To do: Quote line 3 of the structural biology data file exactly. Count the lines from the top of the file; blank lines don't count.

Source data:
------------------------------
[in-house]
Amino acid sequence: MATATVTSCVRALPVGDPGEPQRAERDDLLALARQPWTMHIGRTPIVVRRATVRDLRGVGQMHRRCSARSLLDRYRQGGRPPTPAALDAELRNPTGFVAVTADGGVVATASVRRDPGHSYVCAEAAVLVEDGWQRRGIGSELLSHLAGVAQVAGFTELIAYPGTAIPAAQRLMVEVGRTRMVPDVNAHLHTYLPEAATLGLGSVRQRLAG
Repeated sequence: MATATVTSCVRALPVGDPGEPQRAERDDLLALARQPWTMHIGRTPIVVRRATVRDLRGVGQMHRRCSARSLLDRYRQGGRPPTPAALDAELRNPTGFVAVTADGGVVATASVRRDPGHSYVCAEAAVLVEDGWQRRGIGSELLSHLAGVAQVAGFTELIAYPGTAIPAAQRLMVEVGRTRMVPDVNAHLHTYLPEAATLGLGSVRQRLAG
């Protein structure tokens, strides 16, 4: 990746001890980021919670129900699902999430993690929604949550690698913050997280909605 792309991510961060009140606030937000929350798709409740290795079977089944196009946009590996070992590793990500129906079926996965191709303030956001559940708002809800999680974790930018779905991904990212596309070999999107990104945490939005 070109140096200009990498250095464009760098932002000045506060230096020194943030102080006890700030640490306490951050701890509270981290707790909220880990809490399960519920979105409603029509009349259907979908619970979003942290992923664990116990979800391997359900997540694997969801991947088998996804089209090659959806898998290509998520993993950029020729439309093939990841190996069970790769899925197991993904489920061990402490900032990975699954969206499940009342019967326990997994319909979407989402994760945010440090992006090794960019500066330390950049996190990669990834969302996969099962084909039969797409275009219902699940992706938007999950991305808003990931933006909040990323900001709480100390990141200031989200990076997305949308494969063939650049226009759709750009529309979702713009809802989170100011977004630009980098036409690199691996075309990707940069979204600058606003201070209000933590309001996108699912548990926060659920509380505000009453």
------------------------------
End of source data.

Repeated sequence: MATATVTSCVRALPVGDPGEPQRAERDDLLALARQPWTMHIGRTPIVVRRATVRDLRGVGQMHRRCSARSLLDRYRQGGRPPTPAALDAELRNPTGFVAVTADGGVVATASVRRDPGHSYVCAEAAVLVEDGWQRRGIGSELLSHLAGVAQVAGFTELIAYPGTAIPAAQRLMVEVGRTRMVPDVNAHLHTYLPEAATLGLGSVRQRLAG